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# w, x, y, and z are integers. If w > x > y > z >

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Director
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w, x, y, and z are integers. If w > x > y > z > [#permalink]  20 May 2007, 05:35
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w, x, y, and z are integers. If w > x > y > z > 0, is y a common divisor of w and x?

(1)w/x = (1/z) + (1/x)
(2) w^2 - wy - 2w = 0

OA later
Manager
Joined: 11 Mar 2007
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Is it C? If so, let me know and I'll give my reasoning. If not, I don't want to look like an idiot...lol
Director
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I don't want to tell OA now. Let others apply their minds.
Senior Manager
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For me it is B.
w-y-2=0
w=y+2
hence
x=y+1
so: y, x and w are consecutives.
And they are not 1,2 and 3 as there is still z which is greater than 0.
y is not a common divisor of w and x
Manager
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divisibility [#permalink]  20 May 2007, 10:05
i found the same answer with the same thinking as Caas. I think B.
Manager
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I'm gonna go with D on this one.

For both statements, you can prove that w and x are consecutive integers so that there can be no common divisor that is an integer.

If you look at statement 1:

w/x = (1/z) + (1/x)

Since you know that w > x, then w/x must be >1. The last term, (1/x), has to be a fraction because x is >1, therefore in order to make this equation true, z must equal 1.

So now, we have:

w/x = 1 + (1/x)

Multiply both sides by x and we get:

w = x + 1. Therefore, w and x are consecutive integers.

Statement 2:

w^2 - wy - 2w. Factor out a w and you end up with w-y-2=0.

Like Caas explained above, this is the same as w=y+2. thus, y,x, and w are consecutive integers and they are not 1, 2, and 3 because z needs to be a positive integer as well.

Therefore, D?
CEO
Joined: 29 Mar 2007
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Im lost
Manager
Joined: 12 Apr 2007
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just curious -- how realistic is it to get one of these types of questions on the actual GMAT?

I have no idea how I would be able to figure out a problem like this in under 2 minutes and I'd probably end up guessing.

This problem took me a good 10 minutes to get a good grasp of, so I'm pretty scared now haha
Manager
Joined: 23 Mar 2007
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plaguerabbit wrote:
I'm gonna go with D on this one.

For both statements, you can prove that w and x are consecutive integers so that there can be no common divisor that is an integer.

If you look at statement 1:

w/x = (1/z) + (1/x)

Since you know that w > x, then w/x must be >1. The last term, (1/x), has to be a fraction because x is >1, therefore in order to make this equation true, z must equal 1.

So now, we have:

w/x = 1 + (1/x)

Multiply both sides by x and we get:

w = x + 1. Therefore, w and x are consecutive integers.

Statement 2:

w^2 - wy - 2w. Factor out a w and you end up with w-y-2=0.

Like Caas explained above, this is the same as w=y+2. thus, y,x, and w are consecutive integers and they are not 1, 2, and 3 because z needs to be a positive integer as well.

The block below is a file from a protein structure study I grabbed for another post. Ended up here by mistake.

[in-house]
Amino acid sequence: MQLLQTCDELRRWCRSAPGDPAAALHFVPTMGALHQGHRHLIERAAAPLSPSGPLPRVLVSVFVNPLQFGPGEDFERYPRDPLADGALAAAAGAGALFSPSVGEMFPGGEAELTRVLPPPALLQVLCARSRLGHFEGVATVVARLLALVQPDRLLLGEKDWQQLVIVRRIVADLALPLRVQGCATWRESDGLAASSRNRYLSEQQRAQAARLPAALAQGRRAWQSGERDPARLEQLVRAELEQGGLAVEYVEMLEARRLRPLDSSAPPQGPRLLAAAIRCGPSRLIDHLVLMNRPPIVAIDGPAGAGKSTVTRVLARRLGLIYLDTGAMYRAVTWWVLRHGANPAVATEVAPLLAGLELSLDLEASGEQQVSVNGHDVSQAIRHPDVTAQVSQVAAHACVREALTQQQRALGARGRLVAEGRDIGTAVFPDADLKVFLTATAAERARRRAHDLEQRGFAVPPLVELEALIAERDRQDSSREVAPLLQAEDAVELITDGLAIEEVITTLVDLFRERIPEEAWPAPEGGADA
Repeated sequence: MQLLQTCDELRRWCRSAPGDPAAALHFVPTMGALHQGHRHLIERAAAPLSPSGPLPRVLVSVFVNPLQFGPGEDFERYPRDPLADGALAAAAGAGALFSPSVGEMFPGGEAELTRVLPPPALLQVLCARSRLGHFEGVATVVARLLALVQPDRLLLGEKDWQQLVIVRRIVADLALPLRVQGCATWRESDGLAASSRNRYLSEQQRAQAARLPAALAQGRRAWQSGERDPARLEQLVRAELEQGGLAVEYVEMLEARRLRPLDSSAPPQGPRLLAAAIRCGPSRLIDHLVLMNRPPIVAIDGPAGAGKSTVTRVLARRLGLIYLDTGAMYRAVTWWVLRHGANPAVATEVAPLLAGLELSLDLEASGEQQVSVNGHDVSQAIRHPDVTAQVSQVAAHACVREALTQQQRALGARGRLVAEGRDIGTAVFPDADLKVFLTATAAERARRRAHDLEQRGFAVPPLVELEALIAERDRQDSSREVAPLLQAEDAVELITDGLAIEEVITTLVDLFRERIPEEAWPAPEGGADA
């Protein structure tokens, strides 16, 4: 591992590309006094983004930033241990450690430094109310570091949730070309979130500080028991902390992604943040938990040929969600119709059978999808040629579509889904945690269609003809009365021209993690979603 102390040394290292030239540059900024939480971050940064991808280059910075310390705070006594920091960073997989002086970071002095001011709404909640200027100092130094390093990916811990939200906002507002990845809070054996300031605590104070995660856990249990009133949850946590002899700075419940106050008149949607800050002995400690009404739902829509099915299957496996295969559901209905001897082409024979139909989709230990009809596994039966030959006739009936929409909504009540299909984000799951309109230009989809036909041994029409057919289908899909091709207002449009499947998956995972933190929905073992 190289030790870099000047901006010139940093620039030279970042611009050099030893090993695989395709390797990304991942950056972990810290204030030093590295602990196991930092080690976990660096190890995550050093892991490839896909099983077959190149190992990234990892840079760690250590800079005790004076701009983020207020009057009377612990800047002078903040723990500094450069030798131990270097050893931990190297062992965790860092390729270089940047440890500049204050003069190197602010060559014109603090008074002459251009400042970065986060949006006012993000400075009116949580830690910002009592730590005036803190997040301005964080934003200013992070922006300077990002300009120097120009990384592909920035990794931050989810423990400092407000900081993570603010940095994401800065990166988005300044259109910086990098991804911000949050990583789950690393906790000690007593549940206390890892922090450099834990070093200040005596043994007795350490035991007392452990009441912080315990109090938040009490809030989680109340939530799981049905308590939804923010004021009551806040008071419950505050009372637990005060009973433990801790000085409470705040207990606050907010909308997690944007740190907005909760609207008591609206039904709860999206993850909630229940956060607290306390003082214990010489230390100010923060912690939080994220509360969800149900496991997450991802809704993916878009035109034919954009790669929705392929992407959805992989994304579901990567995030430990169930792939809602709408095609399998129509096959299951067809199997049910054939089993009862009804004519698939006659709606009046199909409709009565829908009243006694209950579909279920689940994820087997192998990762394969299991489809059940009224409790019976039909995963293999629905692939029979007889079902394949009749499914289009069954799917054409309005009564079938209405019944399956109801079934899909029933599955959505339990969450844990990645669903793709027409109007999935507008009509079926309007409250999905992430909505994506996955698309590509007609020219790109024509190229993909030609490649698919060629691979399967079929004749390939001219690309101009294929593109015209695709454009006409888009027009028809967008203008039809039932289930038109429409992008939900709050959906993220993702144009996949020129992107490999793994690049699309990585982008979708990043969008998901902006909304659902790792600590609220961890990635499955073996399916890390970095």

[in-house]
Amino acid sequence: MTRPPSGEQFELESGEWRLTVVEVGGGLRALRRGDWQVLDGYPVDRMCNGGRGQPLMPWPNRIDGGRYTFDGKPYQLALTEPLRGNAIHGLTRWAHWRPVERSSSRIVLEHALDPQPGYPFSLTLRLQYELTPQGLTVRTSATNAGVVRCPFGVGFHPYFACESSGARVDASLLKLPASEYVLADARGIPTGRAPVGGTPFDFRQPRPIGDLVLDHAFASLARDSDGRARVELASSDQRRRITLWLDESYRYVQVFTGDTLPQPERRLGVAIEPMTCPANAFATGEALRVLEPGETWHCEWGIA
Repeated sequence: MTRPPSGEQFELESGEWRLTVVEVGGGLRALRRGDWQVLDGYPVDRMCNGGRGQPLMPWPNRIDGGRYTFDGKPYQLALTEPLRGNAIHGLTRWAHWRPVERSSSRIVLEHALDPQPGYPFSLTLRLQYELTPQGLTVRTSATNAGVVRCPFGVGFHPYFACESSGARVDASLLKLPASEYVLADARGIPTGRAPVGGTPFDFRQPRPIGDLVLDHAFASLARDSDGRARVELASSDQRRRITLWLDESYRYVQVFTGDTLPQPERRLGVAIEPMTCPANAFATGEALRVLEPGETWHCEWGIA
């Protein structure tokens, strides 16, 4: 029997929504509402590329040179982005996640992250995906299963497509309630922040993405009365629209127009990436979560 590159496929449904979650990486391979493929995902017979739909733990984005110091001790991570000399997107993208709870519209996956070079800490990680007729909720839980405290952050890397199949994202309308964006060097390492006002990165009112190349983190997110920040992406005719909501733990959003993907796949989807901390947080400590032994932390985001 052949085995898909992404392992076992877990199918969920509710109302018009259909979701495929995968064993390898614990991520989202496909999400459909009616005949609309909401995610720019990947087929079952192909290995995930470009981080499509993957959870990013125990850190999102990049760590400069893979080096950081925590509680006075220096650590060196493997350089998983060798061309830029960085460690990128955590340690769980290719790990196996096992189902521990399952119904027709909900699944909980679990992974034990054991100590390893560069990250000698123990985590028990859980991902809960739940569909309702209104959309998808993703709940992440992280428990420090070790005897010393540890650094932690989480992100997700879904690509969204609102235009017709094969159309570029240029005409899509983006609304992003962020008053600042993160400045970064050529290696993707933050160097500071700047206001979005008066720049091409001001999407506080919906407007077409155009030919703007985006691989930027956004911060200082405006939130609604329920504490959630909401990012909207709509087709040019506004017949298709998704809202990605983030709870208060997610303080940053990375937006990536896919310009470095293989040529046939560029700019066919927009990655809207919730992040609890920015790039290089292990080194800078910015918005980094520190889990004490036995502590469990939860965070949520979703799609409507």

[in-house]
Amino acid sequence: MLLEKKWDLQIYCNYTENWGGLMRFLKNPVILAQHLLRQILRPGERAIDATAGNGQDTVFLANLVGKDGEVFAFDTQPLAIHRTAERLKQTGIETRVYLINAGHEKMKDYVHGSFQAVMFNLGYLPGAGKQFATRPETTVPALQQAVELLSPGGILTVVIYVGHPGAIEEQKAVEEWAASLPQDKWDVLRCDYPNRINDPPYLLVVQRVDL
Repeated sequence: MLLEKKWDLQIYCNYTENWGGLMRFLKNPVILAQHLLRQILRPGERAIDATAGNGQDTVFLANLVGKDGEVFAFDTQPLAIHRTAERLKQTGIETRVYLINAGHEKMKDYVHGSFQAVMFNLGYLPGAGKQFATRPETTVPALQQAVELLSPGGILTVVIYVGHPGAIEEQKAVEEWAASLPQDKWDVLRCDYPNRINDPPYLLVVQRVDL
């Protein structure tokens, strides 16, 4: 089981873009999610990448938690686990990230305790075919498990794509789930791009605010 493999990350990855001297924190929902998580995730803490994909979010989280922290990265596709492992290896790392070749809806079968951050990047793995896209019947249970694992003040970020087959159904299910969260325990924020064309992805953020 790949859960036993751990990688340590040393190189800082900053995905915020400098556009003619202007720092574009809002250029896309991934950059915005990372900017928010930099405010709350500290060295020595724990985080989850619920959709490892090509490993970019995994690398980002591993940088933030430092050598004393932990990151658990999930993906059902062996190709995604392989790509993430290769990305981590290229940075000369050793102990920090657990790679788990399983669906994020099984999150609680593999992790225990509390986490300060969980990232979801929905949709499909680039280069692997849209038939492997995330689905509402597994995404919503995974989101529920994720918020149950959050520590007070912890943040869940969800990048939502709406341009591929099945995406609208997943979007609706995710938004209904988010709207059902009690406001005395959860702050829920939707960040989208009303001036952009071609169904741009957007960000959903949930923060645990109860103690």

Therefore, D?

I too thought on the same lines. It has to be D . Can we have the OA please ?
Director
Joined: 14 Jan 2007
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plaguerabbit wrote:
I'm gonna go with D on this one.

For both statements, you can prove that w and x are consecutive integers so that there can be no common divisor that is an integer.

If you look at statement 1:

w/x = (1/z) + (1/x)

Since you know that w > x, then w/x must be >1. The last term, (1/x), has to be a fraction because x is >1, therefore in order to make this equation true, z must equal 1.

So now, we have:

w/x = 1 + (1/x)

Multiply both sides by x and we get:

w = x + 1. Therefore, w and x are consecutive integers.

Statement 2:

w^2 - wy - 2w. Factor out a w and you end up with w-y-2=0.

Like Caas explained above, this is the same as w=y+2. thus, y,x, and w are consecutive integers and they are not 1, 2, and 3 because z needs to be a positive integer as well.

Therefore, D?

PERFECT explanation. OA is 'D'
Director
Joined: 14 Jan 2007
Posts: 779
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Kudos [?]: 71 [0], given: 0

plaguerabbit wrote:
I'm gonna go with D on this one.

For both statements, you can prove that w and x are consecutive integers so that there can be no common divisor that is an integer.

If you look at statement 1:

w/x = (1/z) + (1/x)

Since you know that w > x, then w/x must be >1. The last term, (1/x), has to be a fraction because x is >1, therefore in order to make this equation true, z must equal 1.

So now, we have:

w/x = 1 + (1/x)

Multiply both sides by x and we get:

w = x + 1. Therefore, w and x are consecutive integers.

Statement 2:

w^2 - wy - 2w. Factor out a w and you end up with w-y-2=0.

Like Caas explained above, this is the same as w=y+2. thus, y,x, and w are consecutive integers and they are not 1, 2, and 3 because z needs to be a positive integer as well.

Therefore, D?

PERFECT explanation. OA is 'D'
Manager
Joined: 11 Mar 2007
Posts: 69
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Kudos [?]: 2 [0], given: 0

Makes sense now. My error was that in statement 1, i did not catch the fact they were consecutive int's. Glad to have you guys to fall back on.
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